An Antifreeze Protein Folds with an Interior Network of More Than 400 Semi-Clathrate Waters

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Science  14 Feb 2014:
Vol. 343, Issue 6172, pp. 795-798
DOI: 10.1126/science.1247407

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When polypeptide chains fold into a protein, hydrophobic groups are compacted in the center with exclusion of water. We report the crystal structure of an alanine-rich antifreeze protein that retains ~400 waters in its core. The putative ice-binding residues of this dimeric, four-helix bundle protein point inwards and coordinate the interior waters into two intersecting polypentagonal networks. The bundle makes minimal protein contacts between helices, but is stabilized by anchoring to the semi-clathrate water monolayers through backbone carbonyl groups in the protein interior. The ordered waters extend outwards to the protein surface and likely are involved in ice binding. This protein fold supports both the anchored-clathrate water mechanism of antifreeze protein adsorption to ice and the water-expulsion mechanism of protein folding.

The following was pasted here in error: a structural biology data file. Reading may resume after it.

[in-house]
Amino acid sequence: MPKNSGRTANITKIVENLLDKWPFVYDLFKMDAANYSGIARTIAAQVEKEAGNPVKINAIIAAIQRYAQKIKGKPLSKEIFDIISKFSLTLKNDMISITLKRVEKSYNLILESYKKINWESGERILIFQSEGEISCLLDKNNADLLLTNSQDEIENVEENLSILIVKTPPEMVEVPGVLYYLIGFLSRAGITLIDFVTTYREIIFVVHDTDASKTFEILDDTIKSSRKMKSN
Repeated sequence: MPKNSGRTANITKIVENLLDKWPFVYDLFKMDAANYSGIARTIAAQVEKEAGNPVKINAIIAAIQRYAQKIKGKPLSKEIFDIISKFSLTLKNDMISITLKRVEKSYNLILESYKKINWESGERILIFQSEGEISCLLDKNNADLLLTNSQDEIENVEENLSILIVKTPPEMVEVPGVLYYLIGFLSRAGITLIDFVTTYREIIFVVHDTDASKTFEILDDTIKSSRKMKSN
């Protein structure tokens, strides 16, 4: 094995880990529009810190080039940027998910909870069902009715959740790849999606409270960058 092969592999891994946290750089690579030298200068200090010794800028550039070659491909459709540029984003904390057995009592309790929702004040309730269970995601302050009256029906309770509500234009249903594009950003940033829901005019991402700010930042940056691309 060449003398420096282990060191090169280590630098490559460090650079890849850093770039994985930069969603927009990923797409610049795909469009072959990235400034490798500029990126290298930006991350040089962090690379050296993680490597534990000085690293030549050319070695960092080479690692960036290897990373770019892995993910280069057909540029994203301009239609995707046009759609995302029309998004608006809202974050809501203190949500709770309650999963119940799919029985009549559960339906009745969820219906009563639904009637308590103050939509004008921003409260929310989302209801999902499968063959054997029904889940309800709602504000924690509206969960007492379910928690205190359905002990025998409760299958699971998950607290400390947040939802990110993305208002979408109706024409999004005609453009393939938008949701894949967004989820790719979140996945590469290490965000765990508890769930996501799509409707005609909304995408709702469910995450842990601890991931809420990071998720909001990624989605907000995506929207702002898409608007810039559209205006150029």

Folding When Wet

Most globular proteins release water as they fold to form a dry hydrophobic core. In contrast, Sun et al. (p. 795; see the Perspective by Sharp) report a high-resolution structure showing that the antifreeze protein Maxi retains about 400 water molecules in its core. Maxi is a dimer in which two helical monomers each bend in the middle to form a four-helix bundle. The helices are spaced slightly apart to accommodate two intersecting polypentagonal monolayers of water. The pentagons form cages around inward pointing side chains to stabilize the structure. The ordered waters extend to the protein surface where they are likely to be involved in ice binding.

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